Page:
• Sat. Jun 25th, 2022

Hamilton County’s Small Business Relief Grant Program exceeds minority-and women-owned business target

1,400 Small Businesses Funded, Two-Thirds Are Owned by Women or Minorities

By Bridget Doherty

Communications Manager

Hamilton County

Over two-thirds of the small businesses funded by Hamilton County’s Small Business Relief Grant Program self-reported as minority- or women-owned businesses. Hamilton County Commissioners allocated a total of nearly $14 million in federal relief funds in three separate rounds of grant funding to get relief dollars in the hands of 1,400 small business owners who were struggling due to the financial impacts of COVID-19.

When designing the initial program, Hamilton County Board of County Commissioners targeted businesses that were facing barriers accessing federal government COVID-relief funding such as Paycheck Protection Program (PPP) and Economic Injury Disaster Loans (EIDL).  Hamilton County and HCDC Inc., the County’s Economic Development Office, partnered with the Urban League, African American Chamber, GCMI and others to develop a program that would fill those gaps. Specifically, the County included sole proprietors, meaning small businesses with no employees, in the eligibility criteria.  According to a Brookings Report, 95% of black-owned businesses are sole proprietorships or partnerships with no paid employees.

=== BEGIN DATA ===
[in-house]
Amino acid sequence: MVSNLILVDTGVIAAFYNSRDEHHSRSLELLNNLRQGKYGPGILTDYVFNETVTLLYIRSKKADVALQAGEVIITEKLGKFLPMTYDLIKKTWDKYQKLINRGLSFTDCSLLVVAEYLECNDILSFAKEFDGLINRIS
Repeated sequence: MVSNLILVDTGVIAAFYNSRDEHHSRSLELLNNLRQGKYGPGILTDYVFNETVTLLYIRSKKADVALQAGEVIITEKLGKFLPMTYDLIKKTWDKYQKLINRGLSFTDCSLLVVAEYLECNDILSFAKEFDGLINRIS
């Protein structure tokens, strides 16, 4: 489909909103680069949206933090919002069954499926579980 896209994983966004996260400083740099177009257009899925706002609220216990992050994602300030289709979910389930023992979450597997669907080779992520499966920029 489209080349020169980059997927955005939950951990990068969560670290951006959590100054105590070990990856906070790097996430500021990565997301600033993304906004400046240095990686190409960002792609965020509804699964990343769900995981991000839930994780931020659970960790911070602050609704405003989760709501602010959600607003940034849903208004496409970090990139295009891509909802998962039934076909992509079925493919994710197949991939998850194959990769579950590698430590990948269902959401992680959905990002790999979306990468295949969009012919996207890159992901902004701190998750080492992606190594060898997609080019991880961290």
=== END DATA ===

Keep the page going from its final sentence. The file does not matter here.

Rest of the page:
“Small businesses are the heart and soul of our nation. With our partner organizations, we built a supportive and inclusive ecosystem for all small businesses including women-owned and minority-owned businesses,” said Commission Board President Stephanie Summerow Dumas. “With every challenging situation, there’s an opportunity to level the playing field and that’s what we’ve done”

“We know many Black-owned businesses were hit disproportionately hard by the pandemic but did not have the same access to COVID-relief funds,” said Commission Vice President Alicia Reece. “We went to work immediately with the Relief-a-thon, Small Business Relief Community events, and other marketing efforts with our partner organizations to bring relief straight to the businesses that needed it the most.”

“Our whole goal was to fill the gaps left by traditional business funding,” said Commissioner Denise Driehaus. “We listened to our partners, we listened to business owners and made tweaks to each round. In the end, we were able to help 1,400 small businesses from all over Hamilton County.”

Here’s a breakdown of the numbers in all three rounds:

  • Businesses (no duplicates): 1406
  • Minority Owned: 698 (50%)
  • Women Owned: 686 (49%)
  • Minority and Women Owned: 427 (30%)

“We were grateful that the County Commissioners entrusted HCDC with the administration of this crucial program for our small businesses,” said Harry Blanton, Senior Vice President of HCDC, Inc. “The grant provided a lifeline to businesses who lost customers due to the pandemic, but still had bills to pay.  We also want to thank the Urban League for a wonderful partnership that helped speed up the review of applications.”

“The Hamilton County Small Business Relief Grant of $10,000 was a blessing and helped us directly address financial shortfalls,” Angela Denmark, DCR Denmark Court Reporting Agency, LLC. “Small Businesses turn on a dime and when we were denied other relief it was very difficult to maintain our business. Pivots alone were not sufficient to keep us thriving, this grant was the number 1 reason that DCR was able to stay open for business and able to take care of some important business expenses.”

CARES Act funding was used in all three rounds. Commissioners allocated additional funds with American Rescue Plan dollars to supplement the final round of grants. Each round was streamlined to improve access for the small business #